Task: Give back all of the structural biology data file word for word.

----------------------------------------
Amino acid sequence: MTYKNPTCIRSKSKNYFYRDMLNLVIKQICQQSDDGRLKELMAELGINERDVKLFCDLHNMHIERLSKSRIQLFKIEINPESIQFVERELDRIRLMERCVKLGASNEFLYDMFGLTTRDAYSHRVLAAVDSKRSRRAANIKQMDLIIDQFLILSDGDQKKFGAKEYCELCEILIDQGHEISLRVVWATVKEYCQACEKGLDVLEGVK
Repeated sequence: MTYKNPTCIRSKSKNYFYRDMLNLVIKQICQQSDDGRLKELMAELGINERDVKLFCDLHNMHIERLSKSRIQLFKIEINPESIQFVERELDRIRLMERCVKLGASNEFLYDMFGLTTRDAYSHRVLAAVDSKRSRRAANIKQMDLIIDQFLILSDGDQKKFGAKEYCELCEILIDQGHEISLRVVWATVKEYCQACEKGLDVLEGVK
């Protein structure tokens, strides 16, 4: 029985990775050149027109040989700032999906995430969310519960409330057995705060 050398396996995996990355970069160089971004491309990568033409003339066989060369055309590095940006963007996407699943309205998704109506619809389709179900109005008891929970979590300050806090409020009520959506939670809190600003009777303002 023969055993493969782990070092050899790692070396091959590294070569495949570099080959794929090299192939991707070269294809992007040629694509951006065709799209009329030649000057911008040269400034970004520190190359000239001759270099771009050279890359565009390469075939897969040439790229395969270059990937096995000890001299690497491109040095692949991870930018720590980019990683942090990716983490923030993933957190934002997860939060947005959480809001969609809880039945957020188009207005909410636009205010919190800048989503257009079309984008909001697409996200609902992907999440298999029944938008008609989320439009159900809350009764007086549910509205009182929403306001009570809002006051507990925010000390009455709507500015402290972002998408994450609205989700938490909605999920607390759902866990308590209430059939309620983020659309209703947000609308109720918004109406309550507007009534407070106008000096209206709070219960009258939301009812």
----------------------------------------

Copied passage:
Amino acid sequence: MTYKNPTCIRSKSKNYFYRDMLNLVIKQICQQSDDGRLKELMAELGINERDVKLFCDLHNMHIERLSKSRIQLFKIEINPESIQFVERELDRIRLMERCVKLGASNEFLYDMFGLTTRDAYSHRVLAAVDSKRSRRAANIKQMDLIIDQFLILSDGDQKKFGAKEYCELCEILIDQGHEISLRVVWATVKEYCQACEKGLDVLEGVK
Repeated sequence: MTYKNPTCIRSKSKNYFYRDMLNLVIKQICQQSDDGRLKELMAELGINERDVKLFCDLHNMHIERLSKSRIQLFKIEINPESIQFVERELDRIRLMERCVKLGASNEFLYDMFGLTTRDAYSHRVLAAVDSKRSRRAANIKQMDLIIDQFLILSDGDQKKFGAKEYCELCEILIDQGHEISLRVVWATVKEYCQACEKGLDVLEGVK
């Protein structure tokens, strides 16, 4: 029985990775050149027109040989700032999906995430969310519960409330057995705060 050398396996995996990355970069160089971004491309990568033409003339066989060369055309590095940006963007996407699943309205998704109506619809389709179900109005008891929970979590300050806090409020009520959506939670809190600003009777303002 023969055993493969782990070092050899790692070396091959590294070569495949570099080959794929090299192939991707070269294809992007040629694509951006065709799209009329030649000057911008040269400034970004520190190359000239001759270099771009050279890359565009390469075939897969040439790229395969270059990937096995000890001299690497491109040095692949991870930018720590980019990683942090990716983490923030993933957190934002997860939060947005959480809001969609809880039945957020188009207005909410636009205010919190800048989503257009079309984008909001697409996200609902992907999440298999029944938008008609989320439009159900809350009764007086549910509205009182929403306001009570809002006051507990925010000390009455709507500015402290972002998408994450609205989700938490909605999920607390759902866990308590209430059939309620983020659309209703947000609308109720918004109406309550507007009534407070106008000096209206709070219960009258939301009812």